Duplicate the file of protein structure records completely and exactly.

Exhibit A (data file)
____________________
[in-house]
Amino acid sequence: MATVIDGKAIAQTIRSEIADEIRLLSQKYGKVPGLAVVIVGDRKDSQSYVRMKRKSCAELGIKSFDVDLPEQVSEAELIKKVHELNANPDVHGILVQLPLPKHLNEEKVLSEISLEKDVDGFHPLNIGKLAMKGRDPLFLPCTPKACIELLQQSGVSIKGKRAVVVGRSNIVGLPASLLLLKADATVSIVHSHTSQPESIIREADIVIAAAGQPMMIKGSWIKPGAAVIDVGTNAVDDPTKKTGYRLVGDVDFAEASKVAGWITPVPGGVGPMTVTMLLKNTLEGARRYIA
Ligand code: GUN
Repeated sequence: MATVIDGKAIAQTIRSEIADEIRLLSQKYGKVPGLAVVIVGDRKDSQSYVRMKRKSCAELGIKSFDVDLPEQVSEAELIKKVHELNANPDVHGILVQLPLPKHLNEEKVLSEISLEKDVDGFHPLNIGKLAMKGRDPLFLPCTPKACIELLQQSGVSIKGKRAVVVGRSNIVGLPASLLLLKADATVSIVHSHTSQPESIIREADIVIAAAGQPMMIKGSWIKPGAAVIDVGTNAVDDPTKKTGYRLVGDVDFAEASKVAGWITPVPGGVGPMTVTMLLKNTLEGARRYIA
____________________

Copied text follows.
[in-house]
Amino acid sequence: MATVIDGKAIAQTIRSEIADEIRLLSQKYGKVPGLAVVIVGDRKDSQSYVRMKRKSCAELGIKSFDVDLPEQVSEAELIKKVHELNANPDVHGILVQLPLPKHLNEEKVLSEISLEKDVDGFHPLNIGKLAMKGRDPLFLPCTPKACIELLQQSGVSIKGKRAVVVGRSNIVGLPASLLLLKADATVSIVHSHTSQPESIIREADIVIAAAGQPMMIKGSWIKPGAAVIDVGTNAVDDPTKKTGYRLVGDVDFAEASKVAGWITPVPGGVGPMTVTMLLKNTLEGARRYIA
Ligand code: GUN
Repeated sequence: MATVIDGKAIAQTIRSEIADEIRLLSQKYGKVPGLAVVIVGDRKDSQSYVRMKRKSCAELGIKSFDVDLPEQVSEAELIKKVHELNANPDVHGILVQLPLPKHLNEEKVLSEISLEKDVDGFHPLNIGKLAMKGRDPLFLPCTPKACIELLQQSGVSIKGKRAVVVGRSNIVGLPASLLLLKADATVSIVHSHTSQPESIIREADIVIAAAGQPMMIKGSWIKPGAAVIDVGTNAVDDPTKKTGYRLVGDVDFAEASKVAGWITPVPGGVGPMTVTMLLKNTLEGARRYIA